Review: Racing Prejudice by John Frye III
When I was a kid I had a friend who had lost a hand. He had at some point put something in an electrical outlet and lost his hand. At the time he wore nothing on his arm except from time to time a sock and now that I’m an adult I am aware it bothered him, as a kid he showed no signs of embarrassment. From time to time when I see modern day prosthetic I am amazed by how different things would have been. The same kid now would have a cool Iron Man hand and probably could have been playing video games and all the other things that the rest of my friends did and based on the continuing advances he might have even had an advantage.
I hope they have changed his life for the better as they have so many kids, but in “Racing Prejudice” by John Frye III we see one of the minor points that has began to pop up. In “Racing Prejudice” it is the ability to grow limbs rather than artificial but it’s the same basic idea. What happens when someone can use artificial limbs to push past human limits. Can you refuse to let someone with prosthetic legs race because it would be unfair to everyone else, or let them race, and likely win, forcing anyone else who wants to become the best racer in the world to understand that the only compete at the top level is to maim themselves? It’s a real issue in the real world, and while it’s still limited to top level sports so far, there is no reason to expect that it may affect average people’s ability to get good jobs.
“Racing Prejudice” By John Frye III combines this with as the title implies the natural prejudice that so many people have against anything new, and for genetic modification or cybernetics. The idea of frankenfoods will be leveled at humans if we ever make advances quickly enough to be noticed, instead of at the pace we are now where we avoid certain genetic diseases.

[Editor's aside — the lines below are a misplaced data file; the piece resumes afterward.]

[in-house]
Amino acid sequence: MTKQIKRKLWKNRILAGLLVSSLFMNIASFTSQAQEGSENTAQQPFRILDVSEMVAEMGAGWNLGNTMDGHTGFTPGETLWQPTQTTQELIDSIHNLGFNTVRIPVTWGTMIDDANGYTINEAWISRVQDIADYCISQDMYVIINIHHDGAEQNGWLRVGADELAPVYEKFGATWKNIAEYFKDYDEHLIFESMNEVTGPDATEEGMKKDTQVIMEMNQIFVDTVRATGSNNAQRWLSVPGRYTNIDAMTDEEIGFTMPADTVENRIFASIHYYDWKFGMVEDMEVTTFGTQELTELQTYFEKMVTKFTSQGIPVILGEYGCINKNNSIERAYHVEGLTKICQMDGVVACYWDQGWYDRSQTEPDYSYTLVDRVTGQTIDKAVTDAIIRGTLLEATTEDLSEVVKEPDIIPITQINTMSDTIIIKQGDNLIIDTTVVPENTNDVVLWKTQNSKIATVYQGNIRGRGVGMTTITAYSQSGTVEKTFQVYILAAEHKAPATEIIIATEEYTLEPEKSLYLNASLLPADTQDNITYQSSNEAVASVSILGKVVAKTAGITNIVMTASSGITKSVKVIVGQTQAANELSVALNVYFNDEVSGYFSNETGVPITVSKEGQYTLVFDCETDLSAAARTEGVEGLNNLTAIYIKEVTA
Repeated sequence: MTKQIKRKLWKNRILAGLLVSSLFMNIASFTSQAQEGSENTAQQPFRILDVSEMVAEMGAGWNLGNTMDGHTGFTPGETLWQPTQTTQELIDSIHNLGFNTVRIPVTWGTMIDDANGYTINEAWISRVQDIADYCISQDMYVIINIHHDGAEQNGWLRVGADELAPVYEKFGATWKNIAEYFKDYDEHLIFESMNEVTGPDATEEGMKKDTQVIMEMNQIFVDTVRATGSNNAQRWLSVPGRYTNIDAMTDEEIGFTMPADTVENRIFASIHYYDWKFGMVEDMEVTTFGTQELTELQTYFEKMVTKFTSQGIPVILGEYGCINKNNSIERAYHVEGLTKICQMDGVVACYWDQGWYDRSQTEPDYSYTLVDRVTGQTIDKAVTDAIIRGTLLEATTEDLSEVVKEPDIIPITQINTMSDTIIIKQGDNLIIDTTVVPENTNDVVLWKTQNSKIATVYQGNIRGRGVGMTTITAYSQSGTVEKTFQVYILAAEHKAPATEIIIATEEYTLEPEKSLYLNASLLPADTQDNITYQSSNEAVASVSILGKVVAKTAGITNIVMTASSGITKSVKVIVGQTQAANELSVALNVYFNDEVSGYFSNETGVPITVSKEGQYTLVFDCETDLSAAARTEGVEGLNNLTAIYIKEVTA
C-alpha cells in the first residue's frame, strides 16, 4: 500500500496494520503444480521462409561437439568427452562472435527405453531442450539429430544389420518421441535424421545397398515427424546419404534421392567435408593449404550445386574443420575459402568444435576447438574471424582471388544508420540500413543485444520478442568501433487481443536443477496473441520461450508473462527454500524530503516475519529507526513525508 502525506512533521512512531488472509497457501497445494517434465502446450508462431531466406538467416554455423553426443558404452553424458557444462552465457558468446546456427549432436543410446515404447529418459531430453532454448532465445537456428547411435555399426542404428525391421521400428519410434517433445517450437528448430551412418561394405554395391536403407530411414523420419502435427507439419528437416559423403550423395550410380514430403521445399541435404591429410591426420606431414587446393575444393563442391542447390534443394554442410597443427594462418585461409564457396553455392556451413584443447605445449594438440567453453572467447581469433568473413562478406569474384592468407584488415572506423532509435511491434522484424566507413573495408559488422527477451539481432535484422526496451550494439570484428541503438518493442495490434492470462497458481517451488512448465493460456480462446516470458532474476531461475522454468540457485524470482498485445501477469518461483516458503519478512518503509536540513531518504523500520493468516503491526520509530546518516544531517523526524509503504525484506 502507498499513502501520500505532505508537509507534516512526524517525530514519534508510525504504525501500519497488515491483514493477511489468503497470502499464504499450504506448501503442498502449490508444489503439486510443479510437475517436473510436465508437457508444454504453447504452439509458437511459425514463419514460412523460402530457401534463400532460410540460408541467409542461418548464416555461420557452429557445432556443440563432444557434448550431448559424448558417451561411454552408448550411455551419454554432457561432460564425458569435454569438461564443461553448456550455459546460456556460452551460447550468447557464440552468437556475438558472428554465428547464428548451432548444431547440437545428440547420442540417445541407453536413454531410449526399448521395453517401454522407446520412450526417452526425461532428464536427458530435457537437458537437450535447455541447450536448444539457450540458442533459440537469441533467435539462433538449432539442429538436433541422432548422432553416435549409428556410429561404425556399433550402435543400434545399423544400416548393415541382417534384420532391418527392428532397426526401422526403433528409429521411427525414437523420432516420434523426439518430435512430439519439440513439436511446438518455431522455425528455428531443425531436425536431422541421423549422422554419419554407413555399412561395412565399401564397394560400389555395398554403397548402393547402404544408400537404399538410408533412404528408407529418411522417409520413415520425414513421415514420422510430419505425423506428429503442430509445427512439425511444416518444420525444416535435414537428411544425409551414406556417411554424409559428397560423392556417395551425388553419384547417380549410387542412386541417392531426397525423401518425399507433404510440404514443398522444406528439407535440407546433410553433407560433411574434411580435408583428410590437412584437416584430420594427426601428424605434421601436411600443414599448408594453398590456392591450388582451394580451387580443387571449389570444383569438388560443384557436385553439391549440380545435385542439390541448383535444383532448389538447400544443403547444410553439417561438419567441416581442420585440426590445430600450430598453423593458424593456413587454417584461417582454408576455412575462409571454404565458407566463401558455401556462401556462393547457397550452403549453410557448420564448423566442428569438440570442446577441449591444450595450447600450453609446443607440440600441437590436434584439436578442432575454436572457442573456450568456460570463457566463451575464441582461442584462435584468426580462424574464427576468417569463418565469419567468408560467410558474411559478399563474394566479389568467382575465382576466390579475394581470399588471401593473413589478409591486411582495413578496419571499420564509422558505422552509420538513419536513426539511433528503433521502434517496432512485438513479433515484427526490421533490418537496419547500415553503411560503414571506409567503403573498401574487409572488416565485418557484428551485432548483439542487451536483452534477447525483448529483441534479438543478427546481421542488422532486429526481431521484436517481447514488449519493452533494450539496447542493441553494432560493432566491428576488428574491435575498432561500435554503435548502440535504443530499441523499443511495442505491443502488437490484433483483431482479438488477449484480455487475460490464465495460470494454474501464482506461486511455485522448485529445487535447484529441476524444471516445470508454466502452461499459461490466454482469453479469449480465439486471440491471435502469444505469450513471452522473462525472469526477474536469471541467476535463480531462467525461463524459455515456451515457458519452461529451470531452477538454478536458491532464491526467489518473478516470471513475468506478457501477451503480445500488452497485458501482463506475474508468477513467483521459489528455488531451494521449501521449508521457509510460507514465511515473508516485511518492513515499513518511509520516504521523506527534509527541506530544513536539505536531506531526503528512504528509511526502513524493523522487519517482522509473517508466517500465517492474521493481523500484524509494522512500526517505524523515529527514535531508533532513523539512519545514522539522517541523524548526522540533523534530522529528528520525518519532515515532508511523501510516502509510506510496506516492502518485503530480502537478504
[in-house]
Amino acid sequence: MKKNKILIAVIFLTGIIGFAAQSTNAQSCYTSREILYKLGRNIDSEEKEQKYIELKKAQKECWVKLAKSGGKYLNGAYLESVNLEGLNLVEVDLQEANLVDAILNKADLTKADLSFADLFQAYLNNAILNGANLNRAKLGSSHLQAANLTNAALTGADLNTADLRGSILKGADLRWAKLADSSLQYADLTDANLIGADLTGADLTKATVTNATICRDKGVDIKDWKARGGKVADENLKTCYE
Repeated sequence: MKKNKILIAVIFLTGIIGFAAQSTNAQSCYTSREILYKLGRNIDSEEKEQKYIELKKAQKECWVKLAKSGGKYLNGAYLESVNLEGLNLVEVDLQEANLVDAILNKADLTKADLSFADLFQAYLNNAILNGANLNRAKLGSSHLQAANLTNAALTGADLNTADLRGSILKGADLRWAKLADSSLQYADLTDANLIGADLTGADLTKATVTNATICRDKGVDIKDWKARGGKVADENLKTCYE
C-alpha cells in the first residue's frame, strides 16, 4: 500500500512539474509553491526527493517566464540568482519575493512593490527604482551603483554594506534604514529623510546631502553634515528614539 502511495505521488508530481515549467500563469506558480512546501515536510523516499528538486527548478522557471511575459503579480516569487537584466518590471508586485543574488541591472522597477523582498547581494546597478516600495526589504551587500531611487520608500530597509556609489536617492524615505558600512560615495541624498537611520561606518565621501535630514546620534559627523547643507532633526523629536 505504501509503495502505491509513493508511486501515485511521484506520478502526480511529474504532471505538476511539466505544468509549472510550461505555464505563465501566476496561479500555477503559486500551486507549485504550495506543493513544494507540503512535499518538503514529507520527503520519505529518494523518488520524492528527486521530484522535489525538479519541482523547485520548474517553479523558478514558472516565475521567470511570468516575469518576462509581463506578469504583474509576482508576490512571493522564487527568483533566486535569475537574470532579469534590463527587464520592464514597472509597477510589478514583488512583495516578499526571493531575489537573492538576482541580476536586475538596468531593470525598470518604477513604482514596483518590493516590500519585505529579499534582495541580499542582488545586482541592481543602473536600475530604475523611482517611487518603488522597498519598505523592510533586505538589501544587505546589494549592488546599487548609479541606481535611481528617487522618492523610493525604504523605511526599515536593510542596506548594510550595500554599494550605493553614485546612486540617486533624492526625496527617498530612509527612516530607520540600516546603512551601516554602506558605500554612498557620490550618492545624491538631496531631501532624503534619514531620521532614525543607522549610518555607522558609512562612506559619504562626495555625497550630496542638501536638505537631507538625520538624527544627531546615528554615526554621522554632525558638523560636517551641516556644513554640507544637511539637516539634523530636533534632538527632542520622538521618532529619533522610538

Almost the entire argument is crammed into this one story that while under a thousand words also gets the story of this 400 meter race and some personality into the story. It does this by not spending all that much time discussing how the technology works and trusting the reader to make most of the connections without having their hands held.
Not being a runner in any capacity I can’t speak to the accuracy of the story of the race itself, but it feels like a real race and the decisions in it make sense. Even the friendly competition of people who are in a sport mostly about being the best for the sake of being the best rather than money, or even really competition feels right.
“Racing Prejudice,” touches on a lot of interesting subjects and trusts the reader to understand everything from genetic engineering to natural prejudice and even touches on the story of Jesse Owens without ever mentioning it. This allows it to cover a lot of ground at a good pace and is well written. You can be find in the January 2014 issue of Analog magazine. As the name John Frye III is more common than one would expect I could not find a personal website.